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Food-ordering app Just Eat is set to be promoted to the FTSE 100 three years after its stock market debut, while defence contractor Babcock and Merlin Entertainments, which owns UK theme parks including Alton Towers and Legoland, are among the companies facing relegation.

Just Eat’s market value has more than tripled since it floated in April 2014 as online food ordering has surged across the UK. 

Its shares were priced at 260p at the time of issuance but this month hit an all-time high when the company received approval from the UK’s competition watchdog for its £240m takeover of smaller competitor Hungryhouse. 

It is now trading around 819p, up about 40 per cent in the year to date, to give a market capitalisation of £5.6bn. 

The company has “benefited from a change in consumer habits,” said Ben Thomas, analyst at Investec Wealth & Investment. He also noted the impact of the group’s “long history of small, bolt-on acquisitions since its IPO”. 

Investors believe the Hungryhouse deal, which is expected to complete in January, will help Just Eat to compete with newer rivals such UberEats and Deliveroo.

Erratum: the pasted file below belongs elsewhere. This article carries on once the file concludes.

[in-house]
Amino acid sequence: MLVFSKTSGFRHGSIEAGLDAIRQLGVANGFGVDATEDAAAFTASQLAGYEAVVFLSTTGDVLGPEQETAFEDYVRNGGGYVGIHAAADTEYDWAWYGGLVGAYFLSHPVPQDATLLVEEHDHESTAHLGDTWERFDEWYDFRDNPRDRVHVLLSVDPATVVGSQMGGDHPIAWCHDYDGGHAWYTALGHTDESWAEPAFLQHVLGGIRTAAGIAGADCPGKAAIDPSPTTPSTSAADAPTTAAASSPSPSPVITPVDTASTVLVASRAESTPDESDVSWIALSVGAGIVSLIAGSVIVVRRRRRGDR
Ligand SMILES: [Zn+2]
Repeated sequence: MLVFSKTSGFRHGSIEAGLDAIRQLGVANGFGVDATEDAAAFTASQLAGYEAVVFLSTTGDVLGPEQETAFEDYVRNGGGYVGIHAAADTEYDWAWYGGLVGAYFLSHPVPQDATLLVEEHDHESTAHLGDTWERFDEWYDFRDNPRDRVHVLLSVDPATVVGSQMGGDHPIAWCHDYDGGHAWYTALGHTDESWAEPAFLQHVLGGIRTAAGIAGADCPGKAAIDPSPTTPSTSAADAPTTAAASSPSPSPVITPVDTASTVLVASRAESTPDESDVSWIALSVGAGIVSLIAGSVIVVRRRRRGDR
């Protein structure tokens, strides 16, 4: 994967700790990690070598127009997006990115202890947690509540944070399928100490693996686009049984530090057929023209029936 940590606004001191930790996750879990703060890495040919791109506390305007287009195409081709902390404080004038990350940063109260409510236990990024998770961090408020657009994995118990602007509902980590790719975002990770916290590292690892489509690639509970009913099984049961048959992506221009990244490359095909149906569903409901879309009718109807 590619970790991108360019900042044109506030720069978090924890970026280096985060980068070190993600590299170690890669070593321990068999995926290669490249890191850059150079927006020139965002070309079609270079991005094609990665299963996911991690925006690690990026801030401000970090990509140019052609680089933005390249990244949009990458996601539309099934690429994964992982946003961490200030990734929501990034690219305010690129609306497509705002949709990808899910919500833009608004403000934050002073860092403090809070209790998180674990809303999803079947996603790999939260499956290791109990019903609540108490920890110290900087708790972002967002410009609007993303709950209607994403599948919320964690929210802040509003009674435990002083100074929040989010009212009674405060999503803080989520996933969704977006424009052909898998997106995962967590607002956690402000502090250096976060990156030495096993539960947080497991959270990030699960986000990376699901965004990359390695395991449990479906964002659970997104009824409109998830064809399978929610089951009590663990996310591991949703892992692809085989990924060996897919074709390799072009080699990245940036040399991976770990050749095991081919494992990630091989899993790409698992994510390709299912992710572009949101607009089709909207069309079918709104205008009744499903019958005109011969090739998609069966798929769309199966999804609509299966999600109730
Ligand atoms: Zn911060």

If promoted, Just Eat would be the “first consumer facing tech business to reach the FTSE 100,” said Nicholas Hyett, equity analyst at Hargreaves Lansdown. 

By contrast, Babcock International and Merlin Entertainment could both be demoted to the FTSE 250 based on their recent market capitalisations. 

The quarterly reshuffle will be assessed this Tuesday, with any changes coming into force from mid-December.

Babcock, one of Britain’s oldest engineering groups, has struggled to shake off concern that Brexit will reduce defence spending. It has also been damaged by troubles elsewhere in the outsourcing industry, including operational problems and the historic mispricing of contracts. 

Babcock have been found “guilty by association,” said Mr Thomas. 

Its shares are down 19 per cent compared with a month ago to give a market capitalisation of £3.4bn. 

Merlin’s shares dropped sharply in October after the group downgraded its full-year profit expectations, citing “difficult” summer trading due to bad weather and a spate of UK terror attacks. 

Hospital group Mediclinic International, which recently ended takeover talks with Spire Healthcare after the two failed to agree on a price, is also likely to be evicted from the FTSE 100. 

Both paper packaging business DS Smith and Halma, the health and safety sensor maker, are set to move up into the FTSE 100, boosted by acquisitions and organic growth.

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